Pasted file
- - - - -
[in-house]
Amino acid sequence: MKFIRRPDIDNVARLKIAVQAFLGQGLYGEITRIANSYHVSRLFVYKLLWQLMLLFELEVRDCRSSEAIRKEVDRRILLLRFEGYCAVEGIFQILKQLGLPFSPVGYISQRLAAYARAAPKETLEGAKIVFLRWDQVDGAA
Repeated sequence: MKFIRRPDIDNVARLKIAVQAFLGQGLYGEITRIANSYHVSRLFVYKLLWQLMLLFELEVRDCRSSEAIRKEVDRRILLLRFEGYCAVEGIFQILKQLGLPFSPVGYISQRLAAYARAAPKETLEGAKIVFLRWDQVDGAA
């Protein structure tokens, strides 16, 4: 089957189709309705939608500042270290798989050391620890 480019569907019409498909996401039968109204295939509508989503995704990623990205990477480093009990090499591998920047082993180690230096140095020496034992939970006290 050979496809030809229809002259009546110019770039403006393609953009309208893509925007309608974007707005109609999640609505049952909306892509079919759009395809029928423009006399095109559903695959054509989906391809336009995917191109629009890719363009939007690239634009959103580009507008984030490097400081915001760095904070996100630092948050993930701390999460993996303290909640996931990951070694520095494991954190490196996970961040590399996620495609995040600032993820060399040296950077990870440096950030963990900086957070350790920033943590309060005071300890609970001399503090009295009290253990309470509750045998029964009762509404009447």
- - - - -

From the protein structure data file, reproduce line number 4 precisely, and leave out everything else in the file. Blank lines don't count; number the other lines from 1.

């Protein structure tokens, strides 16, 4: 089957189709309705939608500042270290798989050391620890 480019569907019409498909996401039968109204295939509508989503995704990623990205990477480093009990090499591998920047082993180690230096140095020496034992939970006290 050979496809030809229809002259009546110019770039403006393609953009309208893509925007309608974007707005109609999640609505049952909306892509079919759009395809029928423009006399095109559903695959054509989906391809336009995917191109629009890719363009939007690239634009959103580009507008984030490097400081915001760095904070996100630092948050993930701390999460993996303290909640996931990951070694520095494991954190490196996970961040590399996620495609995040600032993820060399040296950077990870440096950030963990900086957070350790920033943590309060005071300890609970001399503090009295009290253990309470509750045998029964009762509404009447």